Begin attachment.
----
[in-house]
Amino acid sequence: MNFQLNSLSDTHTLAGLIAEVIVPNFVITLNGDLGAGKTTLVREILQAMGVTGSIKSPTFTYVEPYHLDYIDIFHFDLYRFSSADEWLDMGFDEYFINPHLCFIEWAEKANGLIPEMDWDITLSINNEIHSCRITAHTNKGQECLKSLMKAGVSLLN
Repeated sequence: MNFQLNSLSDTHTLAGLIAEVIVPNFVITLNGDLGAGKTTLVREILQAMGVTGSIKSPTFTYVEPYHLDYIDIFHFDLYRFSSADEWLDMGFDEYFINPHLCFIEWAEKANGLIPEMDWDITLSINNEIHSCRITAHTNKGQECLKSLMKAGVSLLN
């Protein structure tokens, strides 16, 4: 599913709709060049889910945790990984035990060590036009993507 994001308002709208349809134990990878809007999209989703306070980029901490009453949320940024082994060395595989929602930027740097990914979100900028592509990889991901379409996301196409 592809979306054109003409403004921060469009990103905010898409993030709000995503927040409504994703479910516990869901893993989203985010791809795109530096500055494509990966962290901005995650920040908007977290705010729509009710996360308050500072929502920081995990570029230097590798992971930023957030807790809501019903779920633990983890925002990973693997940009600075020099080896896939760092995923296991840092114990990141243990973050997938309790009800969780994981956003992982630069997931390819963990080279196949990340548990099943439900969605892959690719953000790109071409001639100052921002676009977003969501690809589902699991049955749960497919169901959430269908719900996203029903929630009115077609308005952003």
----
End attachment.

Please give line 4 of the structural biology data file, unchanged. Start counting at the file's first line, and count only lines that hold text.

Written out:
């Protein structure tokens, strides 16, 4: 599913709709060049889910945790990984035990060590036009993507 994001308002709208349809134990990878809007999209989703306070980029901490009453949320940024082994060395595989929602930027740097990914979100900028592509990889991901379409996301196409 592809979306054109003409403004921060469009990103905010898409993030709000995503927040409504994703479910516990869901893993989203985010791809795109530096500055494509990966962290901005995650920040908007977290705010729509009710996360308050500072929502920081995990570029230097590798992971930023957030807790809501019903779920633990983890925002990973693997940009600075020099080896896939760092995923296991840092114990990141243990973050997938309790009800969780994981956003992982630069997931390819963990080279196949990340548990099943439900969605892959690719953000790109071409001639100052921002676009977003969501690809589902699991049955749960497919169901959430269908719900996203029903929630009115077609308005952003």